Mr Pant would be soon meeting Prime Minister Atal Behari Vajpayee to apprise him of the outcome of his visit to the state and the talks he held with various groups.
Some of the groups including the state unit of the CPI, had suggested that a general amnesty should be announced for Kashmiri militants who wanted to shun violence.
“I will have to analyse all suggestions that have been made to me and then discuss it with the people concerned in the government,” he said.
Mr Pant did not offer any reply to a question whether the issue of granting amnesty would be considered soon. He said: “I do not want to comment on individual suggestions made by certain groups.”
Terming his visit as “fruitful and useful,” he said: “It has been for me a necessary visit because I came to understand very much the difficulties and concern as well the perception and aspirations of people living in different parts of the state.”
“It is my distinct impression that there is a very strong urge for peace in the Kashmir valley as well as other parts of the state,” he said.
He said this urge for peace amongst the people was today creating conditions in which persons from various schools of thought, different views had come forward and “frankly” put their views before him.
Asked whether the government was intending to hold talks with Kashmiri militant groups like the Hizbul Mujahideen, Mr Pant said: “The Centre has made it clear that doors have not been closed for talks with Kashmiri militants who are desirous of peace and that holds even now.”
About the demands raised in Leh and Jammu, Mr Pant said there was an urgent need to take note of the strength of “regional feelings and aspirations.”
Asked whether he had made some assurance to the people in these regions about the demands, Mr Pant said: “I have told the people here and in other places that dialogue is going to continue and wherever it is possible to sort out some of these questions, we will do our best to do so.”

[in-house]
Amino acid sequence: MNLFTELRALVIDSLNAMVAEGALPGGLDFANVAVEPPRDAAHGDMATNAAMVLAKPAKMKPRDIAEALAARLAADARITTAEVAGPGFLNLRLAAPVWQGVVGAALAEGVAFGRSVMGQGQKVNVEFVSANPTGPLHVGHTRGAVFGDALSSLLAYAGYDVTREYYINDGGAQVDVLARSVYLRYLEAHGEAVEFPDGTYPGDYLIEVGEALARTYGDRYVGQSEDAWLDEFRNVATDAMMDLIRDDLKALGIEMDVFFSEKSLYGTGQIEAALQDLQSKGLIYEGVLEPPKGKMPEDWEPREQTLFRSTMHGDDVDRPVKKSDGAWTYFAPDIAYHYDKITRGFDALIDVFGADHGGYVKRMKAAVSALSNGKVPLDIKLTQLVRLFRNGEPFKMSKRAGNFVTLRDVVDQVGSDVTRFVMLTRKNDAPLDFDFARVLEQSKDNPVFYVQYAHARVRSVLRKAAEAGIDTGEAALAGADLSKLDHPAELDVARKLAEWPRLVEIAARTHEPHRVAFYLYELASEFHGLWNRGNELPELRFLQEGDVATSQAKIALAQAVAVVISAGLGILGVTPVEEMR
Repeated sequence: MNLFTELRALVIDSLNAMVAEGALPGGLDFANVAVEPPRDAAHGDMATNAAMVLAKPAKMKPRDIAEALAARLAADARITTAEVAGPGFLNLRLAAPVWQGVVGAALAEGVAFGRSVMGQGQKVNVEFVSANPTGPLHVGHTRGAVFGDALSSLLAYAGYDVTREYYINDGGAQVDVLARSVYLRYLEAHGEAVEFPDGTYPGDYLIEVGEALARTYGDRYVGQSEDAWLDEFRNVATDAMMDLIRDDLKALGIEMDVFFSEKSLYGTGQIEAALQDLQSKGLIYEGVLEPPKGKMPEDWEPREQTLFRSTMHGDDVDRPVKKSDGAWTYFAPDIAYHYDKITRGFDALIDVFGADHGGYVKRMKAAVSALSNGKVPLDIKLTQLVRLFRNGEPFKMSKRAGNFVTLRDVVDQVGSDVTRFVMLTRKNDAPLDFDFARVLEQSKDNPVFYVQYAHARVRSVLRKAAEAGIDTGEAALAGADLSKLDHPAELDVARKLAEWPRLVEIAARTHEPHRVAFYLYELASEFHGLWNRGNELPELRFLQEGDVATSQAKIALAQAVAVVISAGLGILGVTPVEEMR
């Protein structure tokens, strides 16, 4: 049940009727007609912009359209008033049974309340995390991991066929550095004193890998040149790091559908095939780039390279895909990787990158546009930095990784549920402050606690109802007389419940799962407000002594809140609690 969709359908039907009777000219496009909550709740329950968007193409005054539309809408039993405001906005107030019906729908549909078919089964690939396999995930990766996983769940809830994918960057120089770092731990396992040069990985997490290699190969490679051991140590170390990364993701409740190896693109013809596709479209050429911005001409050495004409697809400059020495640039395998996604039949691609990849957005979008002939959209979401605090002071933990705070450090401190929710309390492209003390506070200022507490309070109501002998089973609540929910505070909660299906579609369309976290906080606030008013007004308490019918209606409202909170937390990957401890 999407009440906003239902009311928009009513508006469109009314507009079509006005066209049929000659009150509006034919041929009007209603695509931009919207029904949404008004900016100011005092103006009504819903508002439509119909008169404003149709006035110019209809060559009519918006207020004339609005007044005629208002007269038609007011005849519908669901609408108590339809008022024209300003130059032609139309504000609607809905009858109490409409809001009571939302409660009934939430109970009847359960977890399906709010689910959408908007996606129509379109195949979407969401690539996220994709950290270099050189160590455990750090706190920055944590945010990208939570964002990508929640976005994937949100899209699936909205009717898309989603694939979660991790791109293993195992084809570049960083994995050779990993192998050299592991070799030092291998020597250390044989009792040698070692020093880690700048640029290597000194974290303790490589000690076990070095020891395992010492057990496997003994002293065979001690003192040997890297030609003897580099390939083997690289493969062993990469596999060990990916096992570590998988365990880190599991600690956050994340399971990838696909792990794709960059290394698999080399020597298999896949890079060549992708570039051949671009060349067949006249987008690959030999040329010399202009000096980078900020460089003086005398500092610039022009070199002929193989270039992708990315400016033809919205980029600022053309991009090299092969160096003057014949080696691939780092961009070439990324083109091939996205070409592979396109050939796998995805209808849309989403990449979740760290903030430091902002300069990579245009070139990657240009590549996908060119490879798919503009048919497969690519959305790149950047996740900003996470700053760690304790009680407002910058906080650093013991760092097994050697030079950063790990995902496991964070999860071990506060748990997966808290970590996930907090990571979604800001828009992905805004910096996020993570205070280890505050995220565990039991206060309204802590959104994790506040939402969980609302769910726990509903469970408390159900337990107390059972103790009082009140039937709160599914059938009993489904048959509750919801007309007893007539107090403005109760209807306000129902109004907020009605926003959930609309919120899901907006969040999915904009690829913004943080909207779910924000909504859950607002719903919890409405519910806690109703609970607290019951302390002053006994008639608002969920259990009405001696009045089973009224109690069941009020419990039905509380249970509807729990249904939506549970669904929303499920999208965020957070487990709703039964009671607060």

Pant’s J&K visit study tour: Lone New Delhi, June 3 Jammu and Kashmir’s Minister of State for Home Mushtaq Ahmad Lone said Kashmir was the “core” issue between India and Pakistan and relations between the two countries could not normalise till this was resolved. “Mr K.C. Pant was on a study mission. He had a mission of studying the Kashmir issue rather than negotiating a solution of the problem,” Mr Lone told PTI in an interview here. Stating that the Pant mission was a “good beginning”, he said “but resolution lies in direct talks between India and Pakistan.” “The only way to see an end to militancy in Jammu and Kashmir is to talk to Pakistan as that country supports terrorism in the state,” the minister said, adding that “we are dealing with cross-border terrorism and not internal security problem.”
New Delhi, June 3
Jammu and Kashmir’s Minister of State for Home Mushtaq Ahmad Lone said Kashmir was the “core” issue between India and Pakistan and relations between the two countries could not normalise till this was resolved.
“Mr K.C. Pant was on a study mission. He had a mission of studying the Kashmir issue rather than negotiating a solution of the problem,” Mr Lone told PTI in an interview here.
Stating that the Pant mission was a “good beginning”, he said “but resolution lies in direct talks between India and Pakistan.”
“The only way to see an end to militancy in Jammu and Kashmir is to talk to Pakistan as that country supports terrorism in the state,” the minister said, adding that “we are dealing with cross-border terrorism and not internal security problem.”